In 2013, Cardinal Jaime Lucas Ortega y Alamino unveiled the outline of a speech Cardinal Jorge Martio Bergoglio delivered to his brothers, the cardinals, before they began deliberations and voting behind closed doors. The Archbishop of Buenos Aires made two main points: (1) the Church must come out of itself and go to the peripheries: not just geographically but “existentially,” and (2) every effort must be made to move from a “one “self-centered” church that separates it from the world, “keeps Jesus Christ within itself” and does not “allow him to go out into the world.”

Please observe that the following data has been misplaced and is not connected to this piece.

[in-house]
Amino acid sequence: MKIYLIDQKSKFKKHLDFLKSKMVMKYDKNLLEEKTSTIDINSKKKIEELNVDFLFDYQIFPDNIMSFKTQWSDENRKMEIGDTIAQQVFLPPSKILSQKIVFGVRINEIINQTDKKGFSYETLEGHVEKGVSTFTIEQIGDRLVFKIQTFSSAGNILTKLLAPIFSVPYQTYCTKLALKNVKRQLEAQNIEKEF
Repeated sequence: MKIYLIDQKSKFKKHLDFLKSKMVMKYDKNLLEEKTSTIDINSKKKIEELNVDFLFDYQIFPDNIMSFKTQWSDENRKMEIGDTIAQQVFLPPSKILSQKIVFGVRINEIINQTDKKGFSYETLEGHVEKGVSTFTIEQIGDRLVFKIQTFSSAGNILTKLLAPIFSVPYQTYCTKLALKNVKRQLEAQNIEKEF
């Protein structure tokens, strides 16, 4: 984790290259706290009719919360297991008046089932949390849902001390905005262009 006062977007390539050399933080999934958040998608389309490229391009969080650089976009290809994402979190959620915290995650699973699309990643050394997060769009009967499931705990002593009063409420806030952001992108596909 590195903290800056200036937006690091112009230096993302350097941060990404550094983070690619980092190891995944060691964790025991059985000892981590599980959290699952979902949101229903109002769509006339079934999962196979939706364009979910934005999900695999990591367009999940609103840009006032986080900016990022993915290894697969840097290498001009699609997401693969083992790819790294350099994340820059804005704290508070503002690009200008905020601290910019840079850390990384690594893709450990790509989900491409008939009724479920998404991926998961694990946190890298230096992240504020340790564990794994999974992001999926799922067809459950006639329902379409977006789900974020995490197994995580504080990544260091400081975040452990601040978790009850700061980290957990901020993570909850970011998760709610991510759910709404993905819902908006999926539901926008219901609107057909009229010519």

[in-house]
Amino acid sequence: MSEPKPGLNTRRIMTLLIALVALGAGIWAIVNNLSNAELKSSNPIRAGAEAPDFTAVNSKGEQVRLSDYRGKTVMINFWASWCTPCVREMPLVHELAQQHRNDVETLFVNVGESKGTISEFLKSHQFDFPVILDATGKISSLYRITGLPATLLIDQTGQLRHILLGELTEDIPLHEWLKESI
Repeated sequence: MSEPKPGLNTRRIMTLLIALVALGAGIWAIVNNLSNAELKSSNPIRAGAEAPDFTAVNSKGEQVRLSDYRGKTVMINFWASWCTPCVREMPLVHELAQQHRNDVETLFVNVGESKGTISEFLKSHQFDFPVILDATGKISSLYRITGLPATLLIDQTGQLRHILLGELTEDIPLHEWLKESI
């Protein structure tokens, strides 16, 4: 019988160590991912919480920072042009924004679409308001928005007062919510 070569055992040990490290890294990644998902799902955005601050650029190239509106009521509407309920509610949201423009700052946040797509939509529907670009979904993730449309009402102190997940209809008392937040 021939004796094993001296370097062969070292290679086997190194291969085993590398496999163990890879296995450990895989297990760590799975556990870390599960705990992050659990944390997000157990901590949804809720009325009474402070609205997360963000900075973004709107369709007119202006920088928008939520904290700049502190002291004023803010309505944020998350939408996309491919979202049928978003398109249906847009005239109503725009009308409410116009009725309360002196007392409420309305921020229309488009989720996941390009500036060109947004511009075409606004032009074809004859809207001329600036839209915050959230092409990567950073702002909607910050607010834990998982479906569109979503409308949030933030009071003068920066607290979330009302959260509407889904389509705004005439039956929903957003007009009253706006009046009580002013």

With the publication of the memoirs of Archbishop Georg Gänswein (Nothing but the Truth: My Life Next to Pope Benedict XVI), unfortunately much attention is paid to the differences between Benedict XVI. and addressed to Francis. But I’m sure the archbishop would agree that the two popes shared a common vision for the “Pauline option,” judging by the daily priorities and catechetical projects entrusted to the papal staff to which I belonged. Having had the courage to shoulder the increasing burdens of the papacy, I would also say that no one understands better than her the “centrality of the cross” if we choose that option. The cross, stressed Benedict XVI, is so central to the apostle’s vision and mission that he “even went so far as to describe our suffering as ‘the suffering of Christ’ within us (2 Cor 1:5), so that we ‘ always [carry] the death of Jesus in the body, so that the life of Jesus may also be revealed in our bodies (2 Cor 4:10).”